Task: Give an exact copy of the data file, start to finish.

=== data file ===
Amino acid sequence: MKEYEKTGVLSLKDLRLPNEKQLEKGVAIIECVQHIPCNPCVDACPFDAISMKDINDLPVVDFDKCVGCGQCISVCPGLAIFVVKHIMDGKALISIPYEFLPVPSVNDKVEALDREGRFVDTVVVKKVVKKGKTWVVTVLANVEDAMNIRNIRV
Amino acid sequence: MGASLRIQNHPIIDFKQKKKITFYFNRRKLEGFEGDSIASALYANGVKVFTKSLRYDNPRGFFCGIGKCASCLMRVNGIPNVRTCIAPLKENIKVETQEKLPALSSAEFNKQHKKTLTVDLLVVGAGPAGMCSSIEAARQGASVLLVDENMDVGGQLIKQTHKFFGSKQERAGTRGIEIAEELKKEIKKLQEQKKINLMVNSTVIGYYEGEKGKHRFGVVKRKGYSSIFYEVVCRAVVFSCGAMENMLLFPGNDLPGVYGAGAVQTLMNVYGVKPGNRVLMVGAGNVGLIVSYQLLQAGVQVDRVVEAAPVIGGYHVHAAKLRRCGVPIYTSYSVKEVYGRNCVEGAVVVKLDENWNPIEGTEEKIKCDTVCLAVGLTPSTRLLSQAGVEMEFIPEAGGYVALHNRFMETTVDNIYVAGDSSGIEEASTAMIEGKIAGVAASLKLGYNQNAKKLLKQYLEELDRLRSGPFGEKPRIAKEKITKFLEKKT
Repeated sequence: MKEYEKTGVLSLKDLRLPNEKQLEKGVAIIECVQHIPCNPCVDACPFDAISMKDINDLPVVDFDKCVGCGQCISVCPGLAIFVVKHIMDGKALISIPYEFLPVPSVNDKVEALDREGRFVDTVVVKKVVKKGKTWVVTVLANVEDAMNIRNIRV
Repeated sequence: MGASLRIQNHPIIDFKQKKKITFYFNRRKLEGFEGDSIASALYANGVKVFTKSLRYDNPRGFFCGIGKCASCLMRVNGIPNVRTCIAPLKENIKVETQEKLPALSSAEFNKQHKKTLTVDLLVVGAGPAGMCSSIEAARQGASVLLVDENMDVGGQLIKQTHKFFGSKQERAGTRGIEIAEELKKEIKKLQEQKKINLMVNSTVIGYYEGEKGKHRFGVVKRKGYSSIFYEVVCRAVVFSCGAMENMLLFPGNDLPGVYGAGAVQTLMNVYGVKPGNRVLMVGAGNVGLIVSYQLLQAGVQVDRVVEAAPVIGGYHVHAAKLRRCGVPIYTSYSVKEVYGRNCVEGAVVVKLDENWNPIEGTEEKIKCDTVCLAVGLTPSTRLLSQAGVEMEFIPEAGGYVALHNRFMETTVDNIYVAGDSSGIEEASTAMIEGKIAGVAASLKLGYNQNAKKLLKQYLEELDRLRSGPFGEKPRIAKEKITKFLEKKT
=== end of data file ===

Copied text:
Amino acid sequence: MKEYEKTGVLSLKDLRLPNEKQLEKGVAIIECVQHIPCNPCVDACPFDAISMKDINDLPVVDFDKCVGCGQCISVCPGLAIFVVKHIMDGKALISIPYEFLPVPSVNDKVEALDREGRFVDTVVVKKVVKKGKTWVVTVLANVEDAMNIRNIRV
Amino acid sequence: MGASLRIQNHPIIDFKQKKKITFYFNRRKLEGFEGDSIASALYANGVKVFTKSLRYDNPRGFFCGIGKCASCLMRVNGIPNVRTCIAPLKENIKVETQEKLPALSSAEFNKQHKKTLTVDLLVVGAGPAGMCSSIEAARQGASVLLVDENMDVGGQLIKQTHKFFGSKQERAGTRGIEIAEELKKEIKKLQEQKKINLMVNSTVIGYYEGEKGKHRFGVVKRKGYSSIFYEVVCRAVVFSCGAMENMLLFPGNDLPGVYGAGAVQTLMNVYGVKPGNRVLMVGAGNVGLIVSYQLLQAGVQVDRVVEAAPVIGGYHVHAAKLRRCGVPIYTSYSVKEVYGRNCVEGAVVVKLDENWNPIEGTEEKIKCDTVCLAVGLTPSTRLLSQAGVEMEFIPEAGGYVALHNRFMETTVDNIYVAGDSSGIEEASTAMIEGKIAGVAASLKLGYNQNAKKLLKQYLEELDRLRSGPFGEKPRIAKEKITKFLEKKT
Repeated sequence: MKEYEKTGVLSLKDLRLPNEKQLEKGVAIIECVQHIPCNPCVDACPFDAISMKDINDLPVVDFDKCVGCGQCISVCPGLAIFVVKHIMDGKALISIPYEFLPVPSVNDKVEALDREGRFVDTVVVKKVVKKGKTWVVTVLANVEDAMNIRNIRV
Repeated sequence: MGASLRIQNHPIIDFKQKKKITFYFNRRKLEGFEGDSIASALYANGVKVFTKSLRYDNPRGFFCGIGKCASCLMRVNGIPNVRTCIAPLKENIKVETQEKLPALSSAEFNKQHKKTLTVDLLVVGAGPAGMCSSIEAARQGASVLLVDENMDVGGQLIKQTHKFFGSKQERAGTRGIEIAEELKKEIKKLQEQKKINLMVNSTVIGYYEGEKGKHRFGVVKRKGYSSIFYEVVCRAVVFSCGAMENMLLFPGNDLPGVYGAGAVQTLMNVYGVKPGNRVLMVGAGNVGLIVSYQLLQAGVQVDRVVEAAPVIGGYHVHAAKLRRCGVPIYTSYSVKEVYGRNCVEGAVVVKLDENWNPIEGTEEKIKCDTVCLAVGLTPSTRLLSQAGVEMEFIPEAGGYVALHNRFMETTVDNIYVAGDSSGIEEASTAMIEGKIAGVAASLKLGYNQNAKKLLKQYLEELDRLRSGPFGEKPRIAKEKITKFLEKKT